Though I suspect I'm not as fast a reader as you, I do the same thing with Louise Penny. For me, she is a drop-everything-and-read-the-book author. I've almost read the series twice through and I'm still affected that way. I find that with time some of the books I didn't like quite as well improve in my mind. I can barely wait for this new one, and won't read a review until I've finished it. Plus she's a wonderful person, as is her husband, I've met them both at Bouchercon and Left Coast Crime conventions.

I should have the new book in hand in just 8 days.

Lesa said...

You're right, Richard. She and Michael are wonderful people. And, when I read about Gamache, I picture Michael's smile. You're right not to read a review. I don't either. Although I had a copy for a while, I didn't have a weekend to give to Louise's book. I waited for the perfect time.

Margie Bunting said...

In the mystery genre, I always look forward to the next David Rosenfelt Andy Carpenter novel--Mike and I share those. He has a formula that never gets old for us. Of course, I'm looking forward to Louise Penny's new Gamache novel, which I have on hold at the library. There are dozens of others who always seem to come out with surefire winners, including Terry Shames, Brad Parks, Bruce DeSilva, Lisa Scottoline, Steve Hockensmith, Michael Connelly, and Catriona McPherson. Favorite cozy authors include Cleo Coyle, John Clement, Laura Morrigan, Victoria Abbott, Ellery Adams, and EJ Copperman (the Asperger's mysteries). Among non-mystery novels, I highly anticipate each new offering by Jojo Moyes, Fannie Flagg, Jennifer Weiner, Jodi Picoult, Elinor Lipman, and Marian Keyes. I'm sure I am forgetting many, but all of these authors have had multiple offerings over the years.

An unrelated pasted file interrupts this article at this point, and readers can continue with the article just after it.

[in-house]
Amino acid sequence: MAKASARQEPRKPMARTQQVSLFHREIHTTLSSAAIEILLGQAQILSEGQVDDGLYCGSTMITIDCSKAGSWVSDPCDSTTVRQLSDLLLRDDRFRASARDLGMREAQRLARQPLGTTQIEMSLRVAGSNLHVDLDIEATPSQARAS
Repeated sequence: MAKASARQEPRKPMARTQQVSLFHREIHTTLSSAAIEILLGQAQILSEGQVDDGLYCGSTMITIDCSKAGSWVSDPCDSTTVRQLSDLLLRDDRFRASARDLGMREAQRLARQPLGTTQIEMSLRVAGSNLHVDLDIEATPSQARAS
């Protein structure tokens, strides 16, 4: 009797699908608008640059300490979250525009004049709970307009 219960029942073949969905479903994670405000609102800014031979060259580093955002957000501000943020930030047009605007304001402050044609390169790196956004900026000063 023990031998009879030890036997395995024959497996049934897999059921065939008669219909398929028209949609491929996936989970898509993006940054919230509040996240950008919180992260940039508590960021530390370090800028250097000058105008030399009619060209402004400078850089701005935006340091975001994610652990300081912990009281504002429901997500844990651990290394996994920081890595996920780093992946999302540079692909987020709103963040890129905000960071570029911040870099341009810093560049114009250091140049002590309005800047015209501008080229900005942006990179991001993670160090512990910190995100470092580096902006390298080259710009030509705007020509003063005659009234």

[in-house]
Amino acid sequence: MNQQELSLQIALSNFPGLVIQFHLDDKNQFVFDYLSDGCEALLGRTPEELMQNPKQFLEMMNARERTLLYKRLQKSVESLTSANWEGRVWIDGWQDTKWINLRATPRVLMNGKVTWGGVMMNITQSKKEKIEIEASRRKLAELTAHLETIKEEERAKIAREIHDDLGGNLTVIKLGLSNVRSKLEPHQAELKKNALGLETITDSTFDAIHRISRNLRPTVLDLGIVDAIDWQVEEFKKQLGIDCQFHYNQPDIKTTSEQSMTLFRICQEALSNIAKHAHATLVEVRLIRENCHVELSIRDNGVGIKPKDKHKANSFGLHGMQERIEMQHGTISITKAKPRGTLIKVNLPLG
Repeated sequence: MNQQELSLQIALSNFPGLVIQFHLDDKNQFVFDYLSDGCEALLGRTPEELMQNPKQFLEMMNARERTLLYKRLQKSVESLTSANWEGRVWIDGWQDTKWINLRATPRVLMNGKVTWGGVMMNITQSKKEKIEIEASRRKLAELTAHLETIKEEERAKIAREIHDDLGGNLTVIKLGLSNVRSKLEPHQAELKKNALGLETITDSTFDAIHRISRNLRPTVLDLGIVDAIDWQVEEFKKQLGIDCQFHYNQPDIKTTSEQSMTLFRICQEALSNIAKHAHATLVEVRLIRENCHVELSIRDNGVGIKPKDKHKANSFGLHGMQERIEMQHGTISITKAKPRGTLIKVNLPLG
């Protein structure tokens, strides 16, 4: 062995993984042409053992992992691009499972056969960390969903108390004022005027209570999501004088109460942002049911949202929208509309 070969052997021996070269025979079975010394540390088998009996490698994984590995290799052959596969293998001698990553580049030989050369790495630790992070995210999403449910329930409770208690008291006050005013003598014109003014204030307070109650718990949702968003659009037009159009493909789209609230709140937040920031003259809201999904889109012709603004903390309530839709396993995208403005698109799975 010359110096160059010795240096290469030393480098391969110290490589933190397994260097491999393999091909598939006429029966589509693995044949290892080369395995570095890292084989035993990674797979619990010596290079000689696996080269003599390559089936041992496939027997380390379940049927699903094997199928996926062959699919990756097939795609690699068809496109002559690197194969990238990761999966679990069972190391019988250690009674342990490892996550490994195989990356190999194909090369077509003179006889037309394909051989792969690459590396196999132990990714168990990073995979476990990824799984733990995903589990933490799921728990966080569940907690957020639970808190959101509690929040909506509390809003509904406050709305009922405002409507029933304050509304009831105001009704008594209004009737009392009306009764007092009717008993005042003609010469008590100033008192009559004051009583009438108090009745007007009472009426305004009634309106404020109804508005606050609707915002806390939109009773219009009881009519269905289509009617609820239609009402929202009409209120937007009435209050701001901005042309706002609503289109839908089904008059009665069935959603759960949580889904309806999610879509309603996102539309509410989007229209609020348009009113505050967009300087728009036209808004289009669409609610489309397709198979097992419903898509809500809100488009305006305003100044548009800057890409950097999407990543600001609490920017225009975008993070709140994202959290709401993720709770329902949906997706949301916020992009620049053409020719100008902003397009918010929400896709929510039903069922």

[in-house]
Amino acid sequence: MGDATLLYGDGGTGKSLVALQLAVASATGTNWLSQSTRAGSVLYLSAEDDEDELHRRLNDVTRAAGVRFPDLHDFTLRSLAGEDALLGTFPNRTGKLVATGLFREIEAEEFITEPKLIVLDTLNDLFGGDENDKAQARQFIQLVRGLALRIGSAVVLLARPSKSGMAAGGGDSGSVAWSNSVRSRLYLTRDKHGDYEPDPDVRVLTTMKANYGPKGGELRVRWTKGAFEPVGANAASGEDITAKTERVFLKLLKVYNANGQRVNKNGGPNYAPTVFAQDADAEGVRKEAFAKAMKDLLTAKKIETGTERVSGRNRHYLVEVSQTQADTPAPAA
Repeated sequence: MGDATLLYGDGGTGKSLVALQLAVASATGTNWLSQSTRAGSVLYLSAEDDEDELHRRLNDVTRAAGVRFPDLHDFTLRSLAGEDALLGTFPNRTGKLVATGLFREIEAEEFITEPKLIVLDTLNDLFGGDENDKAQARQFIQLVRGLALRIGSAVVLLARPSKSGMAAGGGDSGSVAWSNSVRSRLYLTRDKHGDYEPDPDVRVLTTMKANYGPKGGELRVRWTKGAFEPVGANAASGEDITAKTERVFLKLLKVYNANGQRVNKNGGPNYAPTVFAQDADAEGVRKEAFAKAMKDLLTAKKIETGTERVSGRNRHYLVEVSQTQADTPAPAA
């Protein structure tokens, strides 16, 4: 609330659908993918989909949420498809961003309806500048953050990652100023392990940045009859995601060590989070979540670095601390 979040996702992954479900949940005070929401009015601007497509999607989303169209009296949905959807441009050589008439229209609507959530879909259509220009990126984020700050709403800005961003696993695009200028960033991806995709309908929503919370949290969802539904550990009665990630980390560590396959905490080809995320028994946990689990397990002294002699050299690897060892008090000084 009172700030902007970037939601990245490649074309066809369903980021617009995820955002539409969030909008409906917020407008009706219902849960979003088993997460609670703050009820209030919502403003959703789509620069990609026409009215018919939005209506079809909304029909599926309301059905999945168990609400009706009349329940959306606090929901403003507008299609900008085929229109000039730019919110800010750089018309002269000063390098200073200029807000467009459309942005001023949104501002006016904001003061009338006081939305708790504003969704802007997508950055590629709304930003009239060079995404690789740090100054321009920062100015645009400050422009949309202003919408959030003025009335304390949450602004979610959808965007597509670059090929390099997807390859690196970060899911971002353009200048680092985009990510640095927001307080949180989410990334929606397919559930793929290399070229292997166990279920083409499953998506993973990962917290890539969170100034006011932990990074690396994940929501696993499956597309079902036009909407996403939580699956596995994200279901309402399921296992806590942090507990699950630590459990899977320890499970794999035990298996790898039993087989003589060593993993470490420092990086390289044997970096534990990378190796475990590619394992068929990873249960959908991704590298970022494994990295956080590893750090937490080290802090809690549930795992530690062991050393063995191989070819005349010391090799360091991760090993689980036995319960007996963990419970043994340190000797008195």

Reine said...

Except for Louise's first book, Still Life, I have never missed a pre-order in any of the rest.

Last night I read a review of a different book coming out soon and was shocked that the reviewer gave away the endings. There was a spoiler alert that I didn't see. She gave as explanation that she had to tell all, because she was comparing the book to the film. I was shocked.

Lesa said...

So many books and authors, so little time, Marjorie. I have so many authors I read faithfully. But Louise's books are the only ones I set aside time for.

Lesa said...

Reine, I'm sorry you missed the spoiler alert in that review. It's why I seldom read reviews when I know I want to read the book. I've had books spoiled by reviews. I won't do that with Louise's books, if I can help it, and I won't do it with the book I'm going to review now, the Harry Potter one.

Jacqueline Fiedler said...

I'm a little behind on Louise Penny's Books. But to date my favorite by far of the ones I've read was the "Beautiful Mystery." Loved the setting and everything about it! I'm not as thrilled with the ones centering on Clara. Perhaps because I'm an artist myself, those seem not to ring true to me. (To be fair, I am over-critical about novels featuring artists and find myself looking for errors.) You give this latest a ringing endorsement, so I know I will have it to look forward to. Love old maps and clues they may provide.

Lesa said...

Clara's in this one, Jacqueline, but she isn't the focal point. She's just one of the other residents of Three Pines.

Susan C Shea said...

I"m eagerly waiting for your review of Louise Penny's new book after your teaser! I keep checking and, no, not today, no, not today...! I do get the RSS feed so I won't miss it. your reviews are always worth waiting for, Lesa, balanced, thoughtful, and encouraging to writers AND readers.